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Former veteran affairs minister Erin O’Toole makes an announcement in Ottawa on May 12.

Sean Kilpatrick/THE CANADIAN PRESS

“I’m not a career politician,” Erin O’Toole, MP, told a television interviewer on the weekend, adding: “I think Canada needs more doers in politics and less lifers.”

It seems an odd thing to say, for the thrice-elected son of a career politician – John O’Toole, who held elected office at one level or another in Ontario for more than 30 years – as he prepares for his second run at the Conservative leadership. Yet it was obviously intended, a calculated appeal to the popular prejudice that what is most desirable in a politician is that he or she be untarnished, so far as possible, by actual experience in the job.

Imagine. “I’m not a career doctor,” the surgeon boasts, as he prepares to remove your appendix. “I think subatomic physics needs more doers and less lifers,” offers the wannabe nuclear engineer. In what other line of work do dilettantes make a virtue of their inexperience, or veterans attempt to pass as rookies?

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Experience in politics is not automatically to be preferred – there’s a place for fresh perspectives and unsullied ideals – but neither is it to be sneered at. What makes a “lifer” is not how long they have been in office but how little they have been doing there; a time-server is defined not by time, but servility.

A career in politics was not always considered disqualifying for a career in politics. Churchill was a career politician. So were Roosevelt and Lincoln, Gladstone and Disraeli, Macdonald and Laurier. The notion that there was a contradiction between “doers” and “lifers” would not have occurred to them: Politics was what one did with one’s life, if one were ambitious and public-minded. And, like most professions, it was one at which one became better with age.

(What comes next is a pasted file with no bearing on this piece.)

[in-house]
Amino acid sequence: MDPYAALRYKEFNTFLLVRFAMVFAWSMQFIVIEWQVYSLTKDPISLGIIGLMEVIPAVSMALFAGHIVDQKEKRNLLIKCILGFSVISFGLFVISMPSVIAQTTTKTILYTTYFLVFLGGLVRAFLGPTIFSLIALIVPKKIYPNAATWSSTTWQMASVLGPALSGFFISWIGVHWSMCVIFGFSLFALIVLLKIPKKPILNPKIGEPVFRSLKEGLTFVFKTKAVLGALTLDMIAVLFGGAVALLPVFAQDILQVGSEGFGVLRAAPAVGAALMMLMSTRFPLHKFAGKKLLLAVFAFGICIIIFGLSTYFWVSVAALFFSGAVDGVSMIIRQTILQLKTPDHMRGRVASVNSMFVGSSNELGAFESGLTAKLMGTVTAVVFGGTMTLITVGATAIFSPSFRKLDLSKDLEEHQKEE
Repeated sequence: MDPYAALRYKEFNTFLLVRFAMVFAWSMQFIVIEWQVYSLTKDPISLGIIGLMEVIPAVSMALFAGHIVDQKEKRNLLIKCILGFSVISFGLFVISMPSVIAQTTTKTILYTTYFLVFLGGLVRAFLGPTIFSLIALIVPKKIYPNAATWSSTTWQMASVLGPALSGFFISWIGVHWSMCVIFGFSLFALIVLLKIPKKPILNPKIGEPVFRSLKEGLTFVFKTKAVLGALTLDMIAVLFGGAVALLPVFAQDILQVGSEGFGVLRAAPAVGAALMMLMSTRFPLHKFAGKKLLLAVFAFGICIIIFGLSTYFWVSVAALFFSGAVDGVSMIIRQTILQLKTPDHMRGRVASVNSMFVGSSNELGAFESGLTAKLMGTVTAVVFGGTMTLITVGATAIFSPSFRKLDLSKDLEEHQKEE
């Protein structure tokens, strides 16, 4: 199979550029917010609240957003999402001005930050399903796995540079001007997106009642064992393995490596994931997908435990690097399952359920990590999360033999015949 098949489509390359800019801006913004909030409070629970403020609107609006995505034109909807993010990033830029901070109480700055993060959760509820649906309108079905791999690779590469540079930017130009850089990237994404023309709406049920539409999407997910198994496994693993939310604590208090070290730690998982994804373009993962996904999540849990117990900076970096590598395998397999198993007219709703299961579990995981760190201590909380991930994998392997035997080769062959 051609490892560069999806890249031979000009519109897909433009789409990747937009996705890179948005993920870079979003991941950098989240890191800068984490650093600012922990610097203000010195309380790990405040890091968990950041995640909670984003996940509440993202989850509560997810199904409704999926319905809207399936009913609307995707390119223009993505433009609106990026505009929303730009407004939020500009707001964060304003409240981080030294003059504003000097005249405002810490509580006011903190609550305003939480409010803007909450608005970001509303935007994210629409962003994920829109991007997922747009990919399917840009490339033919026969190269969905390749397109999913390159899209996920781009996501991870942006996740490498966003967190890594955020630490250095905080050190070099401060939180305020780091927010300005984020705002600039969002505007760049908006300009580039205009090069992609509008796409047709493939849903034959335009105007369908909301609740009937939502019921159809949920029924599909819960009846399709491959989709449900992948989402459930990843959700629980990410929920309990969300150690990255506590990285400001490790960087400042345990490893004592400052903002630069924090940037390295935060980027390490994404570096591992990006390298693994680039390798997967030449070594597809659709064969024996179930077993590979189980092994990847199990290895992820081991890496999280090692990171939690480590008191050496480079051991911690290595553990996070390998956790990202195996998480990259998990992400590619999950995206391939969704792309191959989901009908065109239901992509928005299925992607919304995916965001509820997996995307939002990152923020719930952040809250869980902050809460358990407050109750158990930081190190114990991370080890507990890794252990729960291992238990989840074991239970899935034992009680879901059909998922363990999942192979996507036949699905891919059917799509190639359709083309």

The current idea, by contrast, that politics is basically easy, a business for amateurs and ingenues – that it is possible to enter politics, indeed, at the leadership level, even as a rank beginner – is rooted in a more general decline in respect for expertise of all kinds, at least where it conflicts with our biases and prior assumptions.

This is as much true on the left as the right. The populist right may despise expertise as so much elitist flim-flam, but to the identitarian left it is increasingly irrelevant: Representation – by age, sex, race and so on – is what is on their mind. What is work experience, after all, compared with lived experience? So the United States gets Donald Trump, and we get a cabinet full of 29-year-olds overseen by a high-school teacher. Anything but “career politicians.”

Perhaps I am wrong, but politics has never struck me as easy. It is hard. I don’t mean this necessarily as praise: so is grave robbery. Politics is dirty work, but it is also indispensable, and is best done by those who are good at it. Few are, for politics is rare in the range of occupations it combines: psychologist, lawyer, con man, diplomat, gambler, thug.

The politician must know just when to say what; how to flatter and how to bully; how to sway the mob in public and cut a deal in private; how to compromise his principles without making compromise his only principle; how to win power but also what to do with it. They must know when to attack and when to keep quiet; when to trust their gut and when to doubt it; when to get out in front of the public and when to follow.

They must be confident but not overbearing, aggressive but not alienating, pleasant but not ingratiating. They must be as ruthless at exploiting divisions as they are inspiring in their calls to unity, a moderate who appeals to radicals and a radical who appeals to moderates and, in this country, they must do all this in two languages.

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These are not the sort of thing you can just pick up on the fly. Above all, they require judgment, the kind that can only be learned, if it can be learned, at great cost in years and heartache. Indeed, merely to have survived that long is testament enough of ability. Longevity in politics is never accidental: There are too many opportunities to fall through the cracks in the ice, as Jean Chrétien once put it, every single day.

Mr. Chrétien was at one time dismissed as a lifer, if memory serves – “yesterday’s man,” they called him – by people whose bodies were later found in a ditch. Experience in politics not only teaches: it sifts.

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